John Stonestreet is President of the Colson Center for Christian Worldview, and radio host of BreakPoint, a daily national radio program providing thought-provoking commentaries on current events and life issues from a biblical worldview. John holds degrees from Trinity Evangelical Divinity School (IL) and Bryan College (TN), and is the co-author of Making Sense of Your World: A Biblical Worldview. The views expressed in this commentary do not necessarily represent those of BCNN1.
G.K. Chesterton once observed that the “special mark of the modern world is not that it is skeptical, but that it is dogmatic without knowing it.” His point was that moderns have forgotten that they are assuming what they believe to be a given. “In short,” he concludes, “they always have an unconscious dogma; and an unconscious dogma is the definition of a prejudice.”
That’s why I love Chesterton. If you didn’t know he wrote that a century ago, you’d think he was talking about today. Plus, he was always grumpy, so he’s a lot of fun to read.
Fast forward from 1919 to 2019, and little has changed about assumed dogmatism. As journalist Douglas Murray writes in a terrific new book, “The Madness of Crowds: Gender, Race, and Identity,” “we are living through a postmodern age in which the grand narratives of religion and political ideology have collapsed.” However, since we can’t live without a grand narrative, we have created new grand narratives, new religions, new dogmas. Sounds a lot like Chesterton…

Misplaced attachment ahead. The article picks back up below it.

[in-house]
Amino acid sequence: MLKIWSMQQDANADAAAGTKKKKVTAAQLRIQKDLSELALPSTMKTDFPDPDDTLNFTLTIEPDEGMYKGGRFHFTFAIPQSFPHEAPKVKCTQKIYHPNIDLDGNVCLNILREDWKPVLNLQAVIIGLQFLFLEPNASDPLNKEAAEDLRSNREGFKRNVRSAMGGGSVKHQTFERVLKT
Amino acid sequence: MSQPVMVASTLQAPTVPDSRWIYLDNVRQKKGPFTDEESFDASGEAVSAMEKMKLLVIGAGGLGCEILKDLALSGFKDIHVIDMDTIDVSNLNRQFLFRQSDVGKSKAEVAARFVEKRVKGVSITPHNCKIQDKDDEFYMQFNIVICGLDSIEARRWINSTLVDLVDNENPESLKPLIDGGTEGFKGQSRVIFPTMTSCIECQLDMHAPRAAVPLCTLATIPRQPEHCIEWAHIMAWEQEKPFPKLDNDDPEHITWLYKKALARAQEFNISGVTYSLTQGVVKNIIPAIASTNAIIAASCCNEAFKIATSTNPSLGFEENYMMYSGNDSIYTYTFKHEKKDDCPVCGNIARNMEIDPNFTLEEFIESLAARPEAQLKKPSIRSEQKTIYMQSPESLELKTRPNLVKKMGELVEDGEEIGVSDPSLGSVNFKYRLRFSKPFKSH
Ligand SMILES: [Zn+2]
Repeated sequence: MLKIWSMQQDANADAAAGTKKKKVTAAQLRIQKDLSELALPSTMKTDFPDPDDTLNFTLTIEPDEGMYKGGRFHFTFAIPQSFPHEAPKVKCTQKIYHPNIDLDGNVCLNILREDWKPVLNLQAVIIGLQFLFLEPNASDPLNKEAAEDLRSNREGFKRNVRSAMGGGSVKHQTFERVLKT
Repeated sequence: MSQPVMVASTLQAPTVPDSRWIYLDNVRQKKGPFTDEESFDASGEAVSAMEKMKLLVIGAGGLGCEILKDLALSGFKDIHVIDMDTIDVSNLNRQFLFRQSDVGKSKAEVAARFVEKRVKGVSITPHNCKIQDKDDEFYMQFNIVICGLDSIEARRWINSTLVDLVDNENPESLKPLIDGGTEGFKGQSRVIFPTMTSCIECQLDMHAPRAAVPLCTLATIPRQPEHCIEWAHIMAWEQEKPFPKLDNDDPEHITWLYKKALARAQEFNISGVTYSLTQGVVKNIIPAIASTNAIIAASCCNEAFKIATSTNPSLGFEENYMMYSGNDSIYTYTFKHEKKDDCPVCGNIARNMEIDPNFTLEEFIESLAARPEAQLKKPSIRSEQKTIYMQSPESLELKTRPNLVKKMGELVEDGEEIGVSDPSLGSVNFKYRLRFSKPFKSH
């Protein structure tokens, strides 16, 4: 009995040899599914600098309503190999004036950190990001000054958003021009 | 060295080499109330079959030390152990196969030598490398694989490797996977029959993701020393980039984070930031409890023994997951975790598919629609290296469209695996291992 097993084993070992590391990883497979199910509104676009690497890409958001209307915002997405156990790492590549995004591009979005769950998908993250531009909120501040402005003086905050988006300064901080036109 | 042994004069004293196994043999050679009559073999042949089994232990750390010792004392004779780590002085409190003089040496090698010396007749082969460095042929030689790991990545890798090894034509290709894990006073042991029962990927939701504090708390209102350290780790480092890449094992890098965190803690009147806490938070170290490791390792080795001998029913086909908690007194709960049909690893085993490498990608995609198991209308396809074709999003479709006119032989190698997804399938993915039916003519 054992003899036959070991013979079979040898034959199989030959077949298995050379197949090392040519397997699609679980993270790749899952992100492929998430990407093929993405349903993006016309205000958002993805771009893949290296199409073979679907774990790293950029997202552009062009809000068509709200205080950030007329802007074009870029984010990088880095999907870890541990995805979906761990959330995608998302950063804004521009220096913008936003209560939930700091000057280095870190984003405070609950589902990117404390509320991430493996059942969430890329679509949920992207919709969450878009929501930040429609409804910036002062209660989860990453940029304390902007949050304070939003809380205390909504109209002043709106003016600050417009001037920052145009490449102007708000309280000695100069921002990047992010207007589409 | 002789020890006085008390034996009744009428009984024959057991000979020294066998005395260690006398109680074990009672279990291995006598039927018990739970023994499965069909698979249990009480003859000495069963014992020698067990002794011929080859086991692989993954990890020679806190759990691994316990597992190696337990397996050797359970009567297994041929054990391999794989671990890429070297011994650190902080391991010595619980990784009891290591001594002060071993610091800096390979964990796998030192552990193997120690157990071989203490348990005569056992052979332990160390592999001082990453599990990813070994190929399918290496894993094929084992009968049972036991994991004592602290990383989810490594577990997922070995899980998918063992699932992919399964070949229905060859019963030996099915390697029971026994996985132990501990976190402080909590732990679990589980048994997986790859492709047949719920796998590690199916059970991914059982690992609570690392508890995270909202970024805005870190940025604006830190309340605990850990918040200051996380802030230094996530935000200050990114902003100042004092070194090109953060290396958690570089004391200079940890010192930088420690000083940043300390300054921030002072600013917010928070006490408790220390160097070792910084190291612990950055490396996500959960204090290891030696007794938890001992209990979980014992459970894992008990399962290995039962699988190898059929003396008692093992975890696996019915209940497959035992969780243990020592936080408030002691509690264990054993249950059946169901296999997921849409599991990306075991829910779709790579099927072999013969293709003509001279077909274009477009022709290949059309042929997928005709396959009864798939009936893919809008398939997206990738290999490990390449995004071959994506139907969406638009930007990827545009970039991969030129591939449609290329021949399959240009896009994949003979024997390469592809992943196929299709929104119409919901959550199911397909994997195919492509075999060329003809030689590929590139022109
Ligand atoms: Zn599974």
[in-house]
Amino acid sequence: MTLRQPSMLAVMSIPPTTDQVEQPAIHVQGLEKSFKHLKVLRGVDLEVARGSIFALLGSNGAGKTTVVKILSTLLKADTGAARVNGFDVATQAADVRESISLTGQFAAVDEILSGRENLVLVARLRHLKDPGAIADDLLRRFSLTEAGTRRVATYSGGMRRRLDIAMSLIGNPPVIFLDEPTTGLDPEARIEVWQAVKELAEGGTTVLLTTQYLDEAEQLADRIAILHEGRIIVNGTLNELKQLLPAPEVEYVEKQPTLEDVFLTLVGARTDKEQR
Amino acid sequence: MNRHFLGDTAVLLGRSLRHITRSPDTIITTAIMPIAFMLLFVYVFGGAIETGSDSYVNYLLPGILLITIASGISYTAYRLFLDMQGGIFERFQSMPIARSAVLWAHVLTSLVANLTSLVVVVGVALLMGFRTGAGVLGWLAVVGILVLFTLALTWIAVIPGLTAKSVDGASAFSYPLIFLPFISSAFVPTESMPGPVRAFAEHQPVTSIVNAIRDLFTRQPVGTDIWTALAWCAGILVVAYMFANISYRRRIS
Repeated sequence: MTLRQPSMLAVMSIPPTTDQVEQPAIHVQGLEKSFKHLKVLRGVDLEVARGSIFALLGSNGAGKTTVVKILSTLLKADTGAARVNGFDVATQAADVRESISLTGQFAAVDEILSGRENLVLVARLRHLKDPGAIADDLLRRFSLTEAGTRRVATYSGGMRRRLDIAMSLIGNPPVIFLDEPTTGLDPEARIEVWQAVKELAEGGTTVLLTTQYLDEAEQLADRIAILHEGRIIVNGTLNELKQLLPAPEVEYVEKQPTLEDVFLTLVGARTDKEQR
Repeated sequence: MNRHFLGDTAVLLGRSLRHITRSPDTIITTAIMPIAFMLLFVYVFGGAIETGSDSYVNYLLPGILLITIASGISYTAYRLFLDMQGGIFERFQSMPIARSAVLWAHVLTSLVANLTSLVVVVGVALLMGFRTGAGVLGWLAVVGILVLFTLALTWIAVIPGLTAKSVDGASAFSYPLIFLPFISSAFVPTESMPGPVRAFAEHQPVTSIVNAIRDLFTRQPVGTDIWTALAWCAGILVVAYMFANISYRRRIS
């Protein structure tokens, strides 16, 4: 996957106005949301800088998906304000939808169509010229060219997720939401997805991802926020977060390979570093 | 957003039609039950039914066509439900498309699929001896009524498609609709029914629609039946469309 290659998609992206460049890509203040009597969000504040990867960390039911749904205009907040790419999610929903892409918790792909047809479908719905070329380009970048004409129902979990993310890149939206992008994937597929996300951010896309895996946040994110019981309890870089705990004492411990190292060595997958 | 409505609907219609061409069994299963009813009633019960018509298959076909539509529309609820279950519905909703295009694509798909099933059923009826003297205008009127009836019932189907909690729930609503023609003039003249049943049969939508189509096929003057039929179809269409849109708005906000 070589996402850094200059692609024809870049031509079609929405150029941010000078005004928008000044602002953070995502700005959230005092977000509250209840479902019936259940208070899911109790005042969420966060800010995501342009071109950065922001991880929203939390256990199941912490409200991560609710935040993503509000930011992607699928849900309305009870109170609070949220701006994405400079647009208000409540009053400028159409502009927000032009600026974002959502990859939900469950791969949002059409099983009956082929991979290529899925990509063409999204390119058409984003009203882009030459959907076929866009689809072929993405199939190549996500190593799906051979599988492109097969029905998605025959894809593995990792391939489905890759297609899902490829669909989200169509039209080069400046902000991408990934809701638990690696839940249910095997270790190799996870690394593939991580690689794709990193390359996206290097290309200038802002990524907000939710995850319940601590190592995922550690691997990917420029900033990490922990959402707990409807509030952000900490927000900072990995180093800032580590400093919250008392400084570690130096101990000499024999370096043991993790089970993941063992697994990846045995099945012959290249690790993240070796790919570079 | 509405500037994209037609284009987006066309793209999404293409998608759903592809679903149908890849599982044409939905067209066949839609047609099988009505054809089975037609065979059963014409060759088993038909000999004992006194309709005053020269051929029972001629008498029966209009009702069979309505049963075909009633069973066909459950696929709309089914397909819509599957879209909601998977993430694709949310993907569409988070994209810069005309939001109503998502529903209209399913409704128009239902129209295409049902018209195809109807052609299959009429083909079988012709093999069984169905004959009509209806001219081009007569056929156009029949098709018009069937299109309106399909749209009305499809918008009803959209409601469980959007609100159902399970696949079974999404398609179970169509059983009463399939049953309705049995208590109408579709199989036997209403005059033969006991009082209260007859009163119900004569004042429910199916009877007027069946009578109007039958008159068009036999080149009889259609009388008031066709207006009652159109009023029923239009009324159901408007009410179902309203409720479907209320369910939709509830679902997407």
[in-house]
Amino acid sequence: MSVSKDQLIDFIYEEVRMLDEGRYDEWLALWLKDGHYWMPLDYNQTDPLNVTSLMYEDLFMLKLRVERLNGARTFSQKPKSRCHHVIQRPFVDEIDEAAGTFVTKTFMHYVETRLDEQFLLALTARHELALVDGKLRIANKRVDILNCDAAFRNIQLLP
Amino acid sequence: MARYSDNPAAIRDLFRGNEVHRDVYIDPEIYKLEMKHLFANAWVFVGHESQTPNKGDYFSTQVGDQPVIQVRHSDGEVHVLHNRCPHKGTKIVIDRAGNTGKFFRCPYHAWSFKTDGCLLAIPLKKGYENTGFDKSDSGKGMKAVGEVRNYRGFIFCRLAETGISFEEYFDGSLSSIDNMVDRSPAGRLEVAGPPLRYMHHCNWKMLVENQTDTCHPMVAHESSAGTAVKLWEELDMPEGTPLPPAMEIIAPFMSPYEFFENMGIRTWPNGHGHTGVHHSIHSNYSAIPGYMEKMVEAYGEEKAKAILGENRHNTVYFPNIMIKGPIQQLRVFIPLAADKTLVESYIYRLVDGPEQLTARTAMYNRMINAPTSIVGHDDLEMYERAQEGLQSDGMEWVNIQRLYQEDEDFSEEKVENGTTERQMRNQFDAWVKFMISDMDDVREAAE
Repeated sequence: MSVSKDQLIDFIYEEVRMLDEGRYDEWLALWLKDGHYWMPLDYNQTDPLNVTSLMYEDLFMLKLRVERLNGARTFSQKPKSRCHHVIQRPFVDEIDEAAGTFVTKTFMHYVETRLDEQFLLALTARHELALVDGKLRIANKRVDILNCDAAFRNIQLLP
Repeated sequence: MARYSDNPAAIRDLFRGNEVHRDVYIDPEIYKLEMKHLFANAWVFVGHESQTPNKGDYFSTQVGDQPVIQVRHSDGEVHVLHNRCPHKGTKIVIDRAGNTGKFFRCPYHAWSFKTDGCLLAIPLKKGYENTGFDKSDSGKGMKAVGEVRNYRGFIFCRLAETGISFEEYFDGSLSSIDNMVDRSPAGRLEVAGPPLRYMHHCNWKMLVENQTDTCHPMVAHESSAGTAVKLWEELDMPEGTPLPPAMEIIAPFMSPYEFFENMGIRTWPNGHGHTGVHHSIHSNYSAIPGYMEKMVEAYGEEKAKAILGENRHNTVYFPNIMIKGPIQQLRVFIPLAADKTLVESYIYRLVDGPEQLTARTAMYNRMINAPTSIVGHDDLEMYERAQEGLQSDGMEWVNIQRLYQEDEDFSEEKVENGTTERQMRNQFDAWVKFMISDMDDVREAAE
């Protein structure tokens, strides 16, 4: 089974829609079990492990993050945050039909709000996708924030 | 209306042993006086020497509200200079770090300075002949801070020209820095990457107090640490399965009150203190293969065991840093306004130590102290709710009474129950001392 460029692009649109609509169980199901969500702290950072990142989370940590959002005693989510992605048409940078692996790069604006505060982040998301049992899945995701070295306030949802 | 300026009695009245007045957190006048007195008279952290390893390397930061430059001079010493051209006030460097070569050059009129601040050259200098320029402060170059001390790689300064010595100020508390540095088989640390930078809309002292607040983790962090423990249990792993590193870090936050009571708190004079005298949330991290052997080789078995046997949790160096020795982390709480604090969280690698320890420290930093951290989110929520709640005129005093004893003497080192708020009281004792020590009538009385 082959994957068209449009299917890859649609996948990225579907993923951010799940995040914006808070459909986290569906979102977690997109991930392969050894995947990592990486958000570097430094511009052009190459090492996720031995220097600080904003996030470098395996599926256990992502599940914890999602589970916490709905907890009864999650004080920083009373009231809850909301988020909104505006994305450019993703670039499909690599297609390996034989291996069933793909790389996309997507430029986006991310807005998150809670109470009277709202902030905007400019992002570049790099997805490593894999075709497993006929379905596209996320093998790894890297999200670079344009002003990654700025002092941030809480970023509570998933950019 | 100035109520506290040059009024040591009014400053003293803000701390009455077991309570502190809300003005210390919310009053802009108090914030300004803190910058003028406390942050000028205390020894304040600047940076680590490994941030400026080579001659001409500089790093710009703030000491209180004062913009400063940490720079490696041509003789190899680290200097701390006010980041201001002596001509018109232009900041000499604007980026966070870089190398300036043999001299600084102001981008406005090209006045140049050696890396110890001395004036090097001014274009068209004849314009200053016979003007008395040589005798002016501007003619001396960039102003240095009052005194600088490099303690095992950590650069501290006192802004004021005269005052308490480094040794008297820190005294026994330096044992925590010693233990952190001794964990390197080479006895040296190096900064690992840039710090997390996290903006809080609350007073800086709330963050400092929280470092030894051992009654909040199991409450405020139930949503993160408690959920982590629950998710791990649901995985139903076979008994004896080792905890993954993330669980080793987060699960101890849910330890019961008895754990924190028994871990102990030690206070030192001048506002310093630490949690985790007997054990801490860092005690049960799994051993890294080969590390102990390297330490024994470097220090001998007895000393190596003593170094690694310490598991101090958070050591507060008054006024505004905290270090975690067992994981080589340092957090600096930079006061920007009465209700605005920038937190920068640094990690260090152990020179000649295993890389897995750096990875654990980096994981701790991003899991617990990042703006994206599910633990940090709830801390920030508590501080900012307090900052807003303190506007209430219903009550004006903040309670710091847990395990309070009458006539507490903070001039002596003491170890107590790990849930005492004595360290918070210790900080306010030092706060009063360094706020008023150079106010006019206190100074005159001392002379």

A chief contender for dominant narrative today is identity politics. The two things that characterize identity politics are, according to Murray, its “crusading desire to right perceived wrongs” and its “weaponization of identity,” both of which gives “mad crowds” the power to ruin reputations and cower opposition into silence. For example, anyone who dares question the dogmas of the new sexual orthodoxy is labeled a bigot and cast into societal outer darkness.
The fundamental problem with identity politics is its understanding of identity, one which “atomizes society into different interest groups according to sex (or gender), race, sexual preference and more.” Such characteristics are suddenly elevated to be “the main or only relevant attributes of their holders.” But what’s so absurd is how artificial these “identities” so often are.
In a chapter simply titled “Gay,” Murray, who is a gay man himself, points out that the acronym “LGBT” combines four groups of people who not only have little in common but are often suspicious of one another. As a gay man, he writes, he has “almost nothing in common” with lesbians (and vice versa).
However, one of the few things they do share is “a suspicion towards people who claim to be ‘bisexual,’” (i.e., the “Bs” in “LGBT.”)
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Source: Christian Headlines